Once up to speed, it is clear the setup is stiffer and more precise than that of the Leggera (the racing slicks didn’t hurt here, either). Although there is wide adjustability available from the Öhlins fork and twin shocks, all three of the bikes were dialed in with factory-developed settings and provided excellent handling and composure. If anything, given more time to play with settings, I would have liked to increase rear grip exiting corners as the tire was prone to wheelspin. Another minor complaint is that the titanium exhaust system crowds your boots a bit just above the adjustable NCR rearsets (a $1600 kit).

NCR Ducati on-track action
“We’re going to build more NCR bikes not based on Ducatis,” says Ippoliti. “They will probably have Ducati engines. And while we like the simplicity and lightness of the air-cooled engines, some people want the horsepower of the four-valve, and you can’t ignore that as a builder.”Chris Sedgwick

Overall, though, this roughly 325-pound bike gives racer-level performance available in a streetable package. Think of New Blue as a beautifully amplified Sport 1000s. The charm of its retro flavor survives, but it is backed by significantly boosted performance.

As much fun as New Blue was, the Millona One Shot is the bike. It weighs just 266 pounds, with 121 of those in the same 116-horse engine as used in Blue. Everything in the powerplant is pared down. The lightened steel crankshaft is machined from billet, heads are ported, a lightweight Superbike alternator is fitted. The chrome-moly frame is designed and fabricated by NCR, as is the 8.3-pound aluminum swingarm. As on the Leggera and New Blue, all the fasteners are titanium. The bodywork and wheels are carbon-fiber. The MyChron digital dash relays pertinent information while the special fuel-injection system can map itself using the oxygen sensors in the exhaust.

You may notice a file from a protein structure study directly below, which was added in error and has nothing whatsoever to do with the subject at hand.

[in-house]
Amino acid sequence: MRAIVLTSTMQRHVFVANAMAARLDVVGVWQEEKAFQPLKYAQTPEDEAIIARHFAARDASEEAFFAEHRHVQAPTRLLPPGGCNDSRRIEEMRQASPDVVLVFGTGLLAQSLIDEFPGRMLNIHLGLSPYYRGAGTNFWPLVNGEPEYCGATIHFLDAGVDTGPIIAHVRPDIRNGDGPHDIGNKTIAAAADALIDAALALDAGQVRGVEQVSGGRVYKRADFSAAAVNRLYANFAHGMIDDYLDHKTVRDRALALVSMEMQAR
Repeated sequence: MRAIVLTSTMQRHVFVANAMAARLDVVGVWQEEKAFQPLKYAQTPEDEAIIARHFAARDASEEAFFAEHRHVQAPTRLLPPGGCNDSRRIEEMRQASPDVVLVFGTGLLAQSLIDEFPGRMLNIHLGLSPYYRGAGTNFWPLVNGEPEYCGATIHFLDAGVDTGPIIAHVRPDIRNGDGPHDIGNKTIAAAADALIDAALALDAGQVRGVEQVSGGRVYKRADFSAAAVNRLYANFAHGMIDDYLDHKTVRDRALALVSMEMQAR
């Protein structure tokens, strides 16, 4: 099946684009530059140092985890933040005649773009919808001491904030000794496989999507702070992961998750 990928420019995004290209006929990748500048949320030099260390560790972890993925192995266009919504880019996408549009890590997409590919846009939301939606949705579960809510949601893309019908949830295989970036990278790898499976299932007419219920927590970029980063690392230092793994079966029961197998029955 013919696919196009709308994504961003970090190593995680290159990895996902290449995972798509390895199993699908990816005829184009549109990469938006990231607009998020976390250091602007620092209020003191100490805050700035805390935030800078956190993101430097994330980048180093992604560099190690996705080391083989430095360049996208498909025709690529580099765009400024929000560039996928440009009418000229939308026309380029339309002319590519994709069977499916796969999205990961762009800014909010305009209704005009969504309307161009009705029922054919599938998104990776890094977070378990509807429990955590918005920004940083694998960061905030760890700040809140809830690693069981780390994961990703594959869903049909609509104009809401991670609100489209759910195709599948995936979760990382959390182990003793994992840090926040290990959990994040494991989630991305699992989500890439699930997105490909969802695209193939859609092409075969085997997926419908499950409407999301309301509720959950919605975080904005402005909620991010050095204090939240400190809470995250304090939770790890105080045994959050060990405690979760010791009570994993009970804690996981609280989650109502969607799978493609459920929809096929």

On the track, the Millona makes your average 1000cc sportbike feel like a Gold Wing. Turning response is as weightless and quick as the thoughts that initiate it. To be honest, after all the years of testing primarily streetbikes, I wasn’t even sure how much I could ask of this bike. It is just so light, nimble and snappy that I never found the limit. It just leaned and leaned on its Dunlop slicks, braked and exited corners as hard as I asked it to without ever scaring me. In fact, all it did was encourage me to find new personal limits. The slipper clutch, like New Blue’s, worked beautifully. The riding position is quite compact, but the aluminum/titanium clip-ons and adjustable footpegs would give me some latitude to improve fit for my 6-foot-2 frame. Further, a call to NCR can yield a custom subframe to make you fit better, whether you are large or small.

NCR titanium exhaust pipe details
Slices of ti cut like slices of pie.Chris Sedgwick

All three bikes were fantastic to ride, but the Millona’s focus and seriousness were more enticing than the charm of New Blue or the comparative comfort of the Leggera.

You want options? NCR is there for you. All the specs are basically just guidelines. You want a 138-hp 1200cc two-valve Desmo engine? Call them up. They simply provide you with a complete, second engine for $25,500. Not only is it significantly more powerful, it is also amazingly 29 pounds lighter than a stocker, weighing 121 pounds. You say you’d like your Leggera to weigh 303 pounds dry? No problem, tick the Extra Titanium Kit box and get axles and other remaining hardware lightened up, to go along with the 5-pound-lighter carbon clutch (full MotoGP style!) and NCR Corse engine kit. But do bring along $92,900 for the full-ride Leggera. You can go a similar route with New Blue and the Millona, but both of those end up being slightly less money thanks to the more conventional frame material.

For my money (at least theoretically), the Millona One Shot’s starting price of $52,000 or so makes it the way to go. A lot of times in this job, we get to sample some pretty exotic custom bikes that go for this kind of money or more. The difference is in the “reality” of these bikes, in the sense that they are designed and developed with little regard to cost and that all the pieces are evolved with only speed in mind. The static material beauty of NCR’s machines is nearly overwhelming. Yet it is secondary to their beauty in motion.